Wal-Mart often says its corporate culture is based upon respect for the individual. Just ask the 130 families who live in a mobile home park in Harrisonburg, VA. Sprawl-busters report that the mobile homeowners, most of whom are hispanic, are the latest target of Wal-Mart. The company wants to build a Sam’s Club, and the “club” is being used to beat in opposition to the plan. Most of the homes in the park are owned by the residents, who pay rent on the land. Many of the homes are old and may never survive if they have to be relocated. Moving these homes could cost as much as $6,000 or more. For most of the residents, many of whom work in the local poultry plant, this moving expense would be prohibitive. As many as 60 children of elementary school age live in the park, and another 30 are in the middle or high school. Area residents and advocacy groups at a minimum are trying to get Wal-Mart to pay for the relocation expenses, or to build a replacement park to allow the kids to remain in their current schools. Several years ago, a group of senior citizens in Santa Rosa, CA organized to stop Home Depot from buying their mobile home park, the Journey’s End. They were successful, and the journey ended for Home Depot. But Wal-Mart, with its respect for the individual, seems to have no respect for the fact that the land they want for their redundant store (there are 450 Sam’s Clubs in the U.S. already) happens to be the home for 130 mostly low-income families. There is no need to disrupt the lives of these families just to provide the public with another place to buy cheap underwear.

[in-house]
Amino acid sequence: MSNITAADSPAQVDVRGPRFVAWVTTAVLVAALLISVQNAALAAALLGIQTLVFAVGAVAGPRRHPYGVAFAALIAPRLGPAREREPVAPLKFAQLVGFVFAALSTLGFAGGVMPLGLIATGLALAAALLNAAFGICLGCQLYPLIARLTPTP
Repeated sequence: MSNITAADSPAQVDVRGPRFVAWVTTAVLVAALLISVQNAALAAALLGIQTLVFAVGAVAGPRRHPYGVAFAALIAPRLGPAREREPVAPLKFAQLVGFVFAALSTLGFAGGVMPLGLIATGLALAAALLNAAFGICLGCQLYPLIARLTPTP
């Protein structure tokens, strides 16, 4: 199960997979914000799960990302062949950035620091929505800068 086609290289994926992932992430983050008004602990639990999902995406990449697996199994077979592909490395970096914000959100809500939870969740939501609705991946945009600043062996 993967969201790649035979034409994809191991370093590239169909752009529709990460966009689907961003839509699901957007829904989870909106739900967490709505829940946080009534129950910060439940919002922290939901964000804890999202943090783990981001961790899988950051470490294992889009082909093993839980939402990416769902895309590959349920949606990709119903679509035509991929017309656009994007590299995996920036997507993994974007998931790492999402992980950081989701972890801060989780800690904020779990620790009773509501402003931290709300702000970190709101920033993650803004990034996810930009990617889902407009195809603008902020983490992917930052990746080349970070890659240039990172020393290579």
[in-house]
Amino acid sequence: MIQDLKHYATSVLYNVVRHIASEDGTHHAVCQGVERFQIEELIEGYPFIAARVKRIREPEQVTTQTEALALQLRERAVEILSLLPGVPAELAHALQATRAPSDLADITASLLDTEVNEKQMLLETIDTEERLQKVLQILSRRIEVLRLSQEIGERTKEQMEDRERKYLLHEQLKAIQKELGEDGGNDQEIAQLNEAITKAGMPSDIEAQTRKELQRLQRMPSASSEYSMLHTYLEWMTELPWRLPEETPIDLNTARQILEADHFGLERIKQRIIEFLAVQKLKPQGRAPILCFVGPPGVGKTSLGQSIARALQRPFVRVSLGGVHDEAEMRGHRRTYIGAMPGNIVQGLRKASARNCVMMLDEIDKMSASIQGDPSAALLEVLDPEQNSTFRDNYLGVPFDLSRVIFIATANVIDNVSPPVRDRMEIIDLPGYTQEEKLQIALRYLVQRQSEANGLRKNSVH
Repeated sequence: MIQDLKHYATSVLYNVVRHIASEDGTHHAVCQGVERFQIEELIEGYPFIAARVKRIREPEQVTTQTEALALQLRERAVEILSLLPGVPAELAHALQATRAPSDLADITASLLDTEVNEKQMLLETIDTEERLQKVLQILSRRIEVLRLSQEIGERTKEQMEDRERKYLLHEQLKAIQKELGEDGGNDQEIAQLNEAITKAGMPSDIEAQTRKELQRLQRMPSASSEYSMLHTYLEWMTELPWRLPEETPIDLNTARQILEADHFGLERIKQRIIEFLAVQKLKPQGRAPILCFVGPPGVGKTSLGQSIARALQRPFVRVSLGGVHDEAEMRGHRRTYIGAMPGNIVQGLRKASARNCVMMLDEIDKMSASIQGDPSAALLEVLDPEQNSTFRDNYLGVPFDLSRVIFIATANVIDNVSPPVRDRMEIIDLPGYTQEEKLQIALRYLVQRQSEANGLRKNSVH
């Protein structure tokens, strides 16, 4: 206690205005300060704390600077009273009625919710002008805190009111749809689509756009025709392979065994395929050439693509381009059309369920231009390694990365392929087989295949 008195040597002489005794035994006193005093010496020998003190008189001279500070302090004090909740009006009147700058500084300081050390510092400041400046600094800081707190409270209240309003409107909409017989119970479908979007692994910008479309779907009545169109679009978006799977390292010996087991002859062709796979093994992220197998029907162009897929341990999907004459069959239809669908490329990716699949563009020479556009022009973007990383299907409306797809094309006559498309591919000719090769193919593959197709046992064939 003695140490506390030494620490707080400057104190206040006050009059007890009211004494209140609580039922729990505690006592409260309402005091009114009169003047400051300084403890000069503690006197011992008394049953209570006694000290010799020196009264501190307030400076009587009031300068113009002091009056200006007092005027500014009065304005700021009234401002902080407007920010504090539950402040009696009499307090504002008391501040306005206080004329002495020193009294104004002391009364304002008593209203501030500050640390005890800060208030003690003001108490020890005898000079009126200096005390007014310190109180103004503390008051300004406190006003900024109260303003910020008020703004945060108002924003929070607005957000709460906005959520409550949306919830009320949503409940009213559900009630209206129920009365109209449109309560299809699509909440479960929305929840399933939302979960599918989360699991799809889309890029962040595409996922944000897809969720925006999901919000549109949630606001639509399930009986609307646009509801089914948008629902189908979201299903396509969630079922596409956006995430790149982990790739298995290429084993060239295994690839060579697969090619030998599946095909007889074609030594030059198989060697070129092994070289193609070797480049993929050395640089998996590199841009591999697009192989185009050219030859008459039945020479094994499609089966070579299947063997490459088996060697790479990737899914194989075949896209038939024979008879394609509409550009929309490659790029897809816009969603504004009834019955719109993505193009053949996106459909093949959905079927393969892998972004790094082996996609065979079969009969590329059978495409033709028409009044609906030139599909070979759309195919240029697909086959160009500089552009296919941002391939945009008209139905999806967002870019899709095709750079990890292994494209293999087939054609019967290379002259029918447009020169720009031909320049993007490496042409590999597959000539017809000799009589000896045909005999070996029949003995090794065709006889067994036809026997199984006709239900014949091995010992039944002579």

To offer your financial support to the residents who are fighting this Wal-Mart fiasco, or to learn more about the mobile home park fight, conact Ms. Dale Diaz by email at: [email protected]